Systemic immunodeficiency is known to facilitate the onset of opportunistic infections, tumours and immune disorders in any district of the body. There are clinical events, such as chronic lymphoedema, herpetic infections, vaccinations and heterogeneous physical injuries which can selectively damage and immunologically mark the cutaneous district they act upon. After the causing event has disappeared, the affected district may appear clinically normal, but its immune behaviour is often compromised forever. An immunocompromised district becomes a site which is particularly susceptible to subsequent outbreaks of opportunistic infections, tumours and immune disorders confined to the district itself.
In this review, there is an ample case-report collection of opportunistic disorders (infectious, neoplastic, immune) which appeared in immunocompromised districts. The cases have been grouped according to the clinical settings responsible for the local immune imbalance: regional chronic lymphoedema; herpes-infected sites, which feature the well-known Wolf's isotopic response; and otherwise damaged areas, comprising sites of vaccination, ionizing or UV radiation, thermal burns and traumas.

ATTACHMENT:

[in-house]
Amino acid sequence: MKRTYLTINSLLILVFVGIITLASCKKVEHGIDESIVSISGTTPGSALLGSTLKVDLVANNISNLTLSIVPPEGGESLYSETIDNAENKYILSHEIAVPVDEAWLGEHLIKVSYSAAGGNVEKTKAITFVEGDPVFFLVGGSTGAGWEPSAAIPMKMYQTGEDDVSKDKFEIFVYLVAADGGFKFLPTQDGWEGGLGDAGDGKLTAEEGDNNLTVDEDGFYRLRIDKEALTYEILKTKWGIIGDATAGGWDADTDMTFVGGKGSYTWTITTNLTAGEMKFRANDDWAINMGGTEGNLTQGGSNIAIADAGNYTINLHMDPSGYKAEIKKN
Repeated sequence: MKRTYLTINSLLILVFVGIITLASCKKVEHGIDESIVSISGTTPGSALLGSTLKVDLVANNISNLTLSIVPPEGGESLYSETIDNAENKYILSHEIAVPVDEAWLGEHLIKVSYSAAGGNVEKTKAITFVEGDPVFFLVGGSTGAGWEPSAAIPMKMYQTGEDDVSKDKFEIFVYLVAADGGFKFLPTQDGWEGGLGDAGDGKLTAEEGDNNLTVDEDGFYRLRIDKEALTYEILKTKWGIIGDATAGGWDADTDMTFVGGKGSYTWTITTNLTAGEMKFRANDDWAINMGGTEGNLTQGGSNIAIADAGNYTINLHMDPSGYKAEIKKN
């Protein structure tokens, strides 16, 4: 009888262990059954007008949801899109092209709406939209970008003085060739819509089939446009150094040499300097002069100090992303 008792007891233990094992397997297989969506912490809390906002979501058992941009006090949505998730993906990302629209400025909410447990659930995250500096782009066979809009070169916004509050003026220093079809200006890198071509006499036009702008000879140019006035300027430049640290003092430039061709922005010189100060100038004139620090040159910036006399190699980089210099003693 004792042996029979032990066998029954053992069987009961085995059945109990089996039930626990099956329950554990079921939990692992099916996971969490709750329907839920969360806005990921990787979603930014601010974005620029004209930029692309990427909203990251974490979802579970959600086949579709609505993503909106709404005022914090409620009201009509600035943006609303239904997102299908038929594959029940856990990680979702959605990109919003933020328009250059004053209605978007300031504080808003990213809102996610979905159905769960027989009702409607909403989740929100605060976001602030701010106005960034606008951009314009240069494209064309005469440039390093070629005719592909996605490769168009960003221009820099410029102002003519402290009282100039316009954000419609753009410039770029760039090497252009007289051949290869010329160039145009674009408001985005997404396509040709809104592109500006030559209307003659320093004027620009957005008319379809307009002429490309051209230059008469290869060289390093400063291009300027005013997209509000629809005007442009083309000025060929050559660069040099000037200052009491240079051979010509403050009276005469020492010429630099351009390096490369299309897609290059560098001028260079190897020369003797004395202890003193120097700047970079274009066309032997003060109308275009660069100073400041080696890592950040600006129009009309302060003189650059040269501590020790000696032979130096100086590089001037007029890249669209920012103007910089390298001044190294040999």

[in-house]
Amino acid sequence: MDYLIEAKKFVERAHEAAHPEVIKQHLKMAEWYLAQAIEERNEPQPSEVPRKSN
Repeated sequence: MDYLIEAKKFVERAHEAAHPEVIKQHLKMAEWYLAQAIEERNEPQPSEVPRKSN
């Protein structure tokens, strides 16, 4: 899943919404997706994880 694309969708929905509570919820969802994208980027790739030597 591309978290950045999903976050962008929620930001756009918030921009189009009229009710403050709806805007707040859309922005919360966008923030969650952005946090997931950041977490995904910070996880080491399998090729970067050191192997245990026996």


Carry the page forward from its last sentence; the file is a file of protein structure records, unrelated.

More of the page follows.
Whatever the immunocompromising factor, a common denominator which facilitates the occurrence of tumours, infections and dysimmune reactions in an immunocompromised district may reside in locally hampered lymph drainage and/or locally altered neuromediator signalling. In fact, any obstacle to the normal trafficking of immunocompetent cells through lymphatic channels or any interference with the signals that the neuropeptides and neurotransmitters released by peripheral nerves send to cell membrane receptors of immunocompetent cells, can significantly alter the local immune response, thus paving the way for heterogeneous opportunistic disorders in the immunocompromised district.